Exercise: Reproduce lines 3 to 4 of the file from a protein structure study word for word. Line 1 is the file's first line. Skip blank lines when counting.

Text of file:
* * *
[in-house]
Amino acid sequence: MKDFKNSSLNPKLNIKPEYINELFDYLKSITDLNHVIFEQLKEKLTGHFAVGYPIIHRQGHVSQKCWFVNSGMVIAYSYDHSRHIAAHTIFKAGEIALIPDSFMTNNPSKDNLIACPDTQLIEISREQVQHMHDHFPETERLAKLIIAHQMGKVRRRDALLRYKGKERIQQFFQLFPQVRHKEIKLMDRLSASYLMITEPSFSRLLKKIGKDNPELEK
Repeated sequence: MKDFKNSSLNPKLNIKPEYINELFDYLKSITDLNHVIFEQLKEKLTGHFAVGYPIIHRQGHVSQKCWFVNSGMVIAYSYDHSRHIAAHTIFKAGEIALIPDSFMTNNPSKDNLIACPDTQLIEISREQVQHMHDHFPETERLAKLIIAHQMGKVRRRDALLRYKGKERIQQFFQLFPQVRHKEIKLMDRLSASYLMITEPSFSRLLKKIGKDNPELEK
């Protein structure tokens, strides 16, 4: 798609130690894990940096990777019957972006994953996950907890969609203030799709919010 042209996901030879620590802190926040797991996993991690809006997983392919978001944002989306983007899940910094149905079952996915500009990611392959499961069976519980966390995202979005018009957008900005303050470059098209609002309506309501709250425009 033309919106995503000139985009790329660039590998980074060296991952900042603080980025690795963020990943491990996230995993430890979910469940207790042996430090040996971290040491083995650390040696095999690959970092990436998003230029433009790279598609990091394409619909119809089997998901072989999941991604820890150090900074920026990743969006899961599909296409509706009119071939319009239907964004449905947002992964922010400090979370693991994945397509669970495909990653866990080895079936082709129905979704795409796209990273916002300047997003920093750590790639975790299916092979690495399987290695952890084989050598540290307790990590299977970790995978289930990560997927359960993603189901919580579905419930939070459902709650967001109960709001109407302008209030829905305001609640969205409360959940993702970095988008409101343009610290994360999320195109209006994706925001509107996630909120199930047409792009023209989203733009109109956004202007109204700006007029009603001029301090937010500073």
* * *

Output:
Repeated sequence: MKDFKNSSLNPKLNIKPEYINELFDYLKSITDLNHVIFEQLKEKLTGHFAVGYPIIHRQGHVSQKCWFVNSGMVIAYSYDHSRHIAAHTIFKAGEIALIPDSFMTNNPSKDNLIACPDTQLIEISREQVQHMHDHFPETERLAKLIIAHQMGKVRRRDALLRYKGKERIQQFFQLFPQVRHKEIKLMDRLSASYLMITEPSFSRLLKKIGKDNPELEK
């Protein structure tokens, strides 16, 4: 798609130690894990940096990777019957972006994953996950907890969609203030799709919010 042209996901030879620590802190926040797991996993991690809006997983392919978001944002989306983007899940910094149905079952996915500009990611392959499961069976519980966390995202979005018009957008900005303050470059098209609002309506309501709250425009 033309919106995503000139985009790329660039590998980074060296991952900042603080980025690795963020990943491990996230995993430890979910469940207790042996430090040996971290040491083995650390040696095999690959970092990436998003230029433009790279598609990091394409619909119809089997998901072989999941991604820890150090900074920026990743969006899961599909296409509706009119071939319009239907964004449905947002992964922010400090979370693991994945397509669970495909990653866990080895079936082709129905979704795409796209990273916002300047997003920093750590790639975790299916092979690495399987290695952890084989050598540290307790990590299977970790995978289930990560997927359960993603189901919580579905419930939070459902709650967001109960709001109407302008209030829905305001609640969205409360959940993702970095988008409101343009610290994360999320195109209006994706925001509107996630909120199930047409792009023209989203733009109109956004202007109204700006007029009603001029301090937010500073």